Dr. Kreitzer’s research agenda extends to other issues of policy process, including policy feedback, policy diffusion and substantive work in gender and sexuality politics. She is currently working on projects that involve the criminalization of pregnancy, and the influence of conservative women on shaping gendered policy. Her work has been published in journals such as Public Opinion Quarterly, Political Research Quarterly, and State Politics and Policy Quarterly, as well as in edited book volumes.
Dr. Kreitzer obtained her M.A. and Ph.D. in Political Science from the University of Iowa. She also holds a B.A. in Political Science and Chinese from Macalester College. She joined the faculty of the University of North Carolina, Chapel Hill as an Assistant Professor of Public Policy in July 2015.
Désiré Kédagni, Economics
Désiré Kédagni received his PhD in Economics from Pennsylvania State University in 2018. His main research interest is in econometrics, with a particular focus on microeconometrics and causal inference (treatment effects and policy evaluation). He is also interested in development economics, labor economics and economics of education. His recent research has been published in Biometrika, Journal of Econometrics, The Econometrics Journal, Journal of Applied Econometrics and European Economic Review.
Aunchalee Palmquist, Maternal and Child Health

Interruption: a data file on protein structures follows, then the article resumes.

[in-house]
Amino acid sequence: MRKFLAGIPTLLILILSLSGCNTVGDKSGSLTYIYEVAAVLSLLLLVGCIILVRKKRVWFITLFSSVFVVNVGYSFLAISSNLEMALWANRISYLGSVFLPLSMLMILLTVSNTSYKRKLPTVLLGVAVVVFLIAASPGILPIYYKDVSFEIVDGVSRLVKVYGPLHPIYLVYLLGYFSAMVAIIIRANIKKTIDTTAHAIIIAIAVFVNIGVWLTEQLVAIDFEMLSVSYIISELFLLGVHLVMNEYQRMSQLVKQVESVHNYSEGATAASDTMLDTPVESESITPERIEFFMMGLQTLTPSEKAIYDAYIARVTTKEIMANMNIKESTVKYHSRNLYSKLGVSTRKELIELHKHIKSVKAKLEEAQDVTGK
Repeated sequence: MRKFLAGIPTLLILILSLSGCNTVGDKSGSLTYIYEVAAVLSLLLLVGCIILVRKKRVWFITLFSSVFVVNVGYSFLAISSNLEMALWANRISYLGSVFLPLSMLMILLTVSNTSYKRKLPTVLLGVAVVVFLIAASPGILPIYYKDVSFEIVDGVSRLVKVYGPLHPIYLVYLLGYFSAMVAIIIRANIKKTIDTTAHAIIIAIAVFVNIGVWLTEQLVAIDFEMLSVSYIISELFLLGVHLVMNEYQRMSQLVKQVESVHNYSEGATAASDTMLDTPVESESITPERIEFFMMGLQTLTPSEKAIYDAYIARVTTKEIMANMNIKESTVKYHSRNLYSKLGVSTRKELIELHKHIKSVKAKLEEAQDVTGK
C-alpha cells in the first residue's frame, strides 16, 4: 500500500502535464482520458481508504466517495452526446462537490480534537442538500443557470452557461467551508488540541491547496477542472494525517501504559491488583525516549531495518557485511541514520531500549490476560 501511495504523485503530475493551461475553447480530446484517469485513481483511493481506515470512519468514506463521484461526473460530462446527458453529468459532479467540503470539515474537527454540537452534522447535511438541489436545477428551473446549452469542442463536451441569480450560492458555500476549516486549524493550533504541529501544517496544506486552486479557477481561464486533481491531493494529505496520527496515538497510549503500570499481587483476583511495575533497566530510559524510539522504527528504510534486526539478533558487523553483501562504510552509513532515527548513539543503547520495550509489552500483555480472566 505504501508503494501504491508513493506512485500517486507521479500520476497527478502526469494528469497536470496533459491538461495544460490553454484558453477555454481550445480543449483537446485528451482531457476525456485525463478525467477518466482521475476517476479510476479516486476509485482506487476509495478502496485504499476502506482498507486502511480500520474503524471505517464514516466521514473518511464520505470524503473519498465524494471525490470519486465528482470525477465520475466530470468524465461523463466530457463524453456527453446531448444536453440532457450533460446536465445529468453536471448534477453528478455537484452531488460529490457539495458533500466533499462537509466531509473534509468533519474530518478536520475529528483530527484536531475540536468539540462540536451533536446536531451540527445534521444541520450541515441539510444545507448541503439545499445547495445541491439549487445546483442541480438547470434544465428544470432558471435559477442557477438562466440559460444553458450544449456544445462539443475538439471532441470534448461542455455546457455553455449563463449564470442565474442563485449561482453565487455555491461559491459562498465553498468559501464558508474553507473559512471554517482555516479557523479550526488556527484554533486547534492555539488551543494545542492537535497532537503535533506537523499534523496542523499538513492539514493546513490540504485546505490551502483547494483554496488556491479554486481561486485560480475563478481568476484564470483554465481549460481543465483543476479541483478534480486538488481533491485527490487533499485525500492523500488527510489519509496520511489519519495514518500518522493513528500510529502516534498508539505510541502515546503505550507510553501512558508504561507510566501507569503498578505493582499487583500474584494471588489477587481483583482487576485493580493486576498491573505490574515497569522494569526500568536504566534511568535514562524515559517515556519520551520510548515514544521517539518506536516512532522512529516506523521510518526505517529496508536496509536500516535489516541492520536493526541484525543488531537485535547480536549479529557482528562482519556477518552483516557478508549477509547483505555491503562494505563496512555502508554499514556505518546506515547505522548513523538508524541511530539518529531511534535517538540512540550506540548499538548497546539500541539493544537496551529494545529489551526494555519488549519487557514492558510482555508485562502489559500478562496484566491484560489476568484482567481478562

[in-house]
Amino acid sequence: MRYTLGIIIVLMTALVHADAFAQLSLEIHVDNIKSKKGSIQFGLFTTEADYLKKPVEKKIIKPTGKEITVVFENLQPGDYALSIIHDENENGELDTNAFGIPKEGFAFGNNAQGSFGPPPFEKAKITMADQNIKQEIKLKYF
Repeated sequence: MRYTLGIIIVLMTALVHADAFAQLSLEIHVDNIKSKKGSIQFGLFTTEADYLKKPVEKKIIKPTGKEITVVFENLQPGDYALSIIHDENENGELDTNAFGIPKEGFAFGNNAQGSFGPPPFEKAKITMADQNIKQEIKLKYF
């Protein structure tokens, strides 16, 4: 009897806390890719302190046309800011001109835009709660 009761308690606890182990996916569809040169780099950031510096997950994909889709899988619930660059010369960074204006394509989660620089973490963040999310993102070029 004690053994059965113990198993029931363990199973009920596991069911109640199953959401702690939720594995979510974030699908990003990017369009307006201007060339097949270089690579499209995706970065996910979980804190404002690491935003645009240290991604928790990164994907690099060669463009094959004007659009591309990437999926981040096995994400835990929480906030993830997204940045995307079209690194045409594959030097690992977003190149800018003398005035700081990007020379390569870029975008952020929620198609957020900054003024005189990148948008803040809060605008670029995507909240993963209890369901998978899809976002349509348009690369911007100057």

Aunchalee Palmquist, PhD, MA, IBCLC, is an assistant professor in the Department of Maternal and Child Health at the UNC Gillings School of Global Public Health and an affiliate of the Carolina Global Breastfeeding Institute (CGBI). She is a medical anthropologist and International Board Certified Lactation Consultant.
Dr. Palmquist’s research addresses the intersectionality of perinatal maternal, newborn and young child health disparities globally and in the U.S., with an emphasis on breastfeeding. Dr. Palmquist’s interdisciplinary work bridges medical anthropology and global public health. She conducts community-based participatory research and uses both ethnographic methods and mixed-methods approaches. Her scholarship and practice are informed by human rights-based approaches and a reproductive justice lens.
Dr. Palmquist is the lead for the CGBI Lactation and Infant Feeding in Emergencies (L.I.F.E.™) Initiative. She serves as a CGBI representative on the WHO/UNICEF Global Breastfeeding Collective, the Emergency Nutrition Network IFE Core Group, and the United States Breastfeeding Committee as Co-Steward of the COVID-19 Infant and Young Child Feeding Constellation. Dr. Palmquist has previously served as an International Lactation Consultants Association liaison to the United Nations.
Deshira Wallace, Health Behavior